The Gulf Today editorial highlights Israeli Prime Minister Benjamin Netanyahu’s long track record of settlement construction, characterizing the Occupation as “the longest violation of human rights in history”: “The latest move goes to show that Prime Minister Benjamin Netanyahu’s government, known to be the most right-wing in Israel’s history, is interested only in expansionism and pandering to the racist settler population. All settlement construction on occupied Palestinian land is considered illegal under international law and major stumbling blocks to peace….Provocation is the name of the game Israel has mastered. All its actions only go to show that it is doing everything possible to sabotage every effort to achieve a just and lasting peace. As the Permanent Representative of the Kingdom of Saudi Arabia at the United Nations, Ambassador Faisal Trad, stressed this week, it’s high time the international community put an end to the longest violation of human rights in history: the violations of the human rights of the Palestinian people, which are the result of racist practices by Israel.”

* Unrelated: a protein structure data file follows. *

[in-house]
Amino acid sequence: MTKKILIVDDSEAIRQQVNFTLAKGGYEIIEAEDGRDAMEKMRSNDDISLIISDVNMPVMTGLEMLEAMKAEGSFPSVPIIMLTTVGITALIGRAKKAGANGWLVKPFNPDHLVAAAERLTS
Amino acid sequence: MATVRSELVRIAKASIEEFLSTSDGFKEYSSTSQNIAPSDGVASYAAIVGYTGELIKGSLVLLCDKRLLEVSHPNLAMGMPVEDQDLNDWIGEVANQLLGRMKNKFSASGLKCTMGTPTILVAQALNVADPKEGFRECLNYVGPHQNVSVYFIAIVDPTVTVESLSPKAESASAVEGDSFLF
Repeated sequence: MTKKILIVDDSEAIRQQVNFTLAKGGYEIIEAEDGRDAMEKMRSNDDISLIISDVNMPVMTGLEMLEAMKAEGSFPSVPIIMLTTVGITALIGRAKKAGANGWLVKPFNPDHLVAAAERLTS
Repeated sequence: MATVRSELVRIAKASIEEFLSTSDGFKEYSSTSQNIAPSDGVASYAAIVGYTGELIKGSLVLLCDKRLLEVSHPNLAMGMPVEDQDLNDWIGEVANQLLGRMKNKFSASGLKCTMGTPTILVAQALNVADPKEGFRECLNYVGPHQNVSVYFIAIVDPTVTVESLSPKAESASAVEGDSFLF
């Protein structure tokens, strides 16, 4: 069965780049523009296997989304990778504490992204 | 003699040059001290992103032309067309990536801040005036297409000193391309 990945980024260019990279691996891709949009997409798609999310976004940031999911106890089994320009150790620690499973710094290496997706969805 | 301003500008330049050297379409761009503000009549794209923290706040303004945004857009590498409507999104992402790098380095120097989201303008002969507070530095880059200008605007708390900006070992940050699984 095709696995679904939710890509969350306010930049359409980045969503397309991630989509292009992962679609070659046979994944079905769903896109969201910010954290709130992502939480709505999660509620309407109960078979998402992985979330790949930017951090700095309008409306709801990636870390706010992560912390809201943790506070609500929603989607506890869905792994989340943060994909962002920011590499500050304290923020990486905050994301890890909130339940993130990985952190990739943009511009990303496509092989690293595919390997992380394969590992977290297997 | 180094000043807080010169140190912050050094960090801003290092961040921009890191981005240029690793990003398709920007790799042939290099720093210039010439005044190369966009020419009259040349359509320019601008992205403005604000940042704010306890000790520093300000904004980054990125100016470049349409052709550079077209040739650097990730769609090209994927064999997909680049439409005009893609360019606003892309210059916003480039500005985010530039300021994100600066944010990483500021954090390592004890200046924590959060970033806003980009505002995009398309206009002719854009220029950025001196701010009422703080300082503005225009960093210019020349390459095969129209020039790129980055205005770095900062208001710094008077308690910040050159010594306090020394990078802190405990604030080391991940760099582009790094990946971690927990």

The Peninsula editorial argues that the most recent settlement expansion signals the death of the peace process, but warns that Western public opinion is turning against Israel, making Tel Aviv’s policies unsustainable in the long run: “The right-wing government of Israeli Prime Minister Benjamin Netanyahu has taken another brazen and reckless step towards expanding the illegal settlements in the West Bank…. The peace process is dead, and even the latest Paris initiative to restart the negotiations is gasping for breath due to Israeli opposition and non-cooperation…But Netanyahu is dangerously wrong if he thinks Israel can sleep in peace after all these atrocities. The global opinion, especially in the West, is tilting against the Jewish state and in favor of Palestinians, with several Jewish columnists and experts warning Netanyahu against the repercussions of his recklessness. The BDS (boycott, divestment and sanctions) movement against Israel is gaining momentum in the West. Even in America, there is a growing realization that Israel is the aggressor and Palestinians their victims.”